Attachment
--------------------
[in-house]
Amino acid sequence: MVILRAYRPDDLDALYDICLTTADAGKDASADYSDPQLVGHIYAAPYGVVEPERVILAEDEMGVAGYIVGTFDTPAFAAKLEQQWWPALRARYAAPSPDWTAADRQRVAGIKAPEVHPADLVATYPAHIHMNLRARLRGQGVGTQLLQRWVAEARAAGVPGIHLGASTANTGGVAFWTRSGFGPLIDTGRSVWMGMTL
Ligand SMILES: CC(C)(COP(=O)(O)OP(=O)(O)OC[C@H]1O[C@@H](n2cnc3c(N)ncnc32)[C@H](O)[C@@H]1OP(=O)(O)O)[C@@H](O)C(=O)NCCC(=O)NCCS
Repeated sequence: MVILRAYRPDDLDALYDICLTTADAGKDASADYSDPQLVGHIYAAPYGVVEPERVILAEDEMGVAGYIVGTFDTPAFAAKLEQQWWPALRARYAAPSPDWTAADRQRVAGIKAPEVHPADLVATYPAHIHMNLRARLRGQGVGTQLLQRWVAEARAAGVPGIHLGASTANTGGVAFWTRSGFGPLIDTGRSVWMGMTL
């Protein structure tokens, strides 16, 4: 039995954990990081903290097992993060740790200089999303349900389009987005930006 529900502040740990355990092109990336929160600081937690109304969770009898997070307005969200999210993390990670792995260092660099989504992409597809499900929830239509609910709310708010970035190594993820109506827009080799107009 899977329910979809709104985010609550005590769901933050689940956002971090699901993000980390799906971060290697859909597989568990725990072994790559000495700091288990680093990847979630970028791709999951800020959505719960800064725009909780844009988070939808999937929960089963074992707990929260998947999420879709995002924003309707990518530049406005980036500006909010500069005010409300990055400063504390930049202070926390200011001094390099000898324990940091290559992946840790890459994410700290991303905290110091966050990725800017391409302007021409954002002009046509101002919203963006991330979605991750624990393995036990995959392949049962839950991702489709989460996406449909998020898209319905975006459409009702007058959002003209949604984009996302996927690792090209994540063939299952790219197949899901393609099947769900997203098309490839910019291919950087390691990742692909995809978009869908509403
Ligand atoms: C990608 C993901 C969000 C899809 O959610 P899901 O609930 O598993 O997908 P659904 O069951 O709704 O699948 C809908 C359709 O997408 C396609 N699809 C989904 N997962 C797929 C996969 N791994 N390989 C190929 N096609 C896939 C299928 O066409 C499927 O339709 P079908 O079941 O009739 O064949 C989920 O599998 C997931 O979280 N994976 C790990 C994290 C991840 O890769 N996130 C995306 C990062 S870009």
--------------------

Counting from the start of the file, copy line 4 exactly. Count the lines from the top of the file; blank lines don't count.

Repeated sequence: MVILRAYRPDDLDALYDICLTTADAGKDASADYSDPQLVGHIYAAPYGVVEPERVILAEDEMGVAGYIVGTFDTPAFAAKLEQQWWPALRARYAAPSPDWTAADRQRVAGIKAPEVHPADLVATYPAHIHMNLRARLRGQGVGTQLLQRWVAEARAAGVPGIHLGASTANTGGVAFWTRSGFGPLIDTGRSVWMGMTL